The provincial premiers are meeting on the economy in Halifax today and tomorrow and Prime Minister Harper will not be joining them. Several of them have offered up expressions of surprise and disappointment and have lamented the absence of the Prime Minister. The operatic drama that often characterizes exchanges at federal-provincial meetings has been absent the last few years given that one of the chief actors refuses to come. I suppose the premiers are unwilling to replicate the Clint Eastwood approach to political discourse and simply address an empty chair.
The rhetoric is quite interesting. Interim Liberal Leader Bob Rae says: “I don't know any other federation in the world where the first minister refuses to have a meeting with all the premiers. It's without parallel in the world." I suppose Rae is referring only to parliamentary federations, as I am not aware of regular policy meetings in the American federation between the President and all the state governors (though Presidents have addressed the annual meeting of the National Governors Association). Dalton McGuinty apparently remains unapologetic about prorogation and his unwillingness to meet his opponents in the arena of the legislature but is critical that Stephen Harper will not come to Halifax and meet with the premiers. Oddly enough, the two have much in common when it comes to dealing with legislative bodies.
There are explanations as to why Harper has displayed a reluctance to meet with the premiers that perhaps Julius Caesar should have displayed with respect to the Roman Senate. Going to meet the premiers is a politically risky business with high costs and few benefits. Inevitably the meetings become attempts by the premiers to score political points by beating up on the federal government as they call for more resources. The Prime Minister does not seem to like public events that can rapidly become unscripted and therefore prefers to meet with the premiers individually.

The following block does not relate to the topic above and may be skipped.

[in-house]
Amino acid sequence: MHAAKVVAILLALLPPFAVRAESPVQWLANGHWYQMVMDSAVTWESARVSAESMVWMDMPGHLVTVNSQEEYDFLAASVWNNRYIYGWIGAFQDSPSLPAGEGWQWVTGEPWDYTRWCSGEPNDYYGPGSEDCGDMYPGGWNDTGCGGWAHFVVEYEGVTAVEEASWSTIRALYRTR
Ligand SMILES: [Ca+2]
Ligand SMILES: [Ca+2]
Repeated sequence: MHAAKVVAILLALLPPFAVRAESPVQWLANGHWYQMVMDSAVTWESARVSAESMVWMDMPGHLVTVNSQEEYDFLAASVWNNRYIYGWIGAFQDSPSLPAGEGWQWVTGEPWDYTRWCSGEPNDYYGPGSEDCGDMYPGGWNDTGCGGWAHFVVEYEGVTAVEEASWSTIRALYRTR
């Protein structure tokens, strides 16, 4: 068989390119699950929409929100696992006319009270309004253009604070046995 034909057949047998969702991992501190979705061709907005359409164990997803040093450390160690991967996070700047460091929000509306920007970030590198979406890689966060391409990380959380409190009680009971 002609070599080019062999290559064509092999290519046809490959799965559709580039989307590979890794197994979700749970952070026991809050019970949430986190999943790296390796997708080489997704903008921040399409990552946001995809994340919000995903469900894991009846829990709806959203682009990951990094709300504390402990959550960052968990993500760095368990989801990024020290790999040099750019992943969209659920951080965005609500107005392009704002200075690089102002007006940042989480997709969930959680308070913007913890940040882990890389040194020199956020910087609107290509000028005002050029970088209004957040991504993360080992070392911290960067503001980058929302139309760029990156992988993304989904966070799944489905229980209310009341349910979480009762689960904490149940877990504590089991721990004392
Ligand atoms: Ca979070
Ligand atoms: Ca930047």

More to the point, why go to a meeting that will be inevitably marked by demands for more federal transfers even if the meeting is supposed to be about “the economy”. Harper probably believes the provinces have more than enough resources to meet their own needs. As the two accompanying figures show, the provincial-territorial governments combined have larger revenue to GDP ratios than the federal government. The revenue data for these figures come from the Federal Fiscal Reference Tables. The figure on the left shows that the share of total federal revenue to GDP has declined from about 18 percent in 2000 to 14 percent in 2011. Total provincial-territorial revenues to GDP have stayed at about 21 percent.
The right-hand side figure tries to show "effective" revenue resources available once inter-governmental transfers are accounted for. Provincial revenues here subtract the transfers that they make to local government. Federal revenues subtract the transfers made to the provincial and territorial governments. This figure shows the provincial-territorial "effective" revenue share of GDP fluctuating between 17 and 19 percent over the period 2000 to 2011. Once transfers made to the provinces are subtracted, the federal "effective" revenue to GDP over the same period drops from 15 to 10 percent.
One can make the argument that the federal government’s declining revenue to GDP ratio is the result of its own tax policies and that it would be higher if it had reduced taxes less aggressively. Less aggressive tax reduction might have resulted in higher federal revenues and more money potentially available to hand over to the provinces. Or, you can ask if the provinces need more money for health and education why they do not move into the room vacated by the federal government by raising their own taxes? Why do they need Harper at a meeting to do that?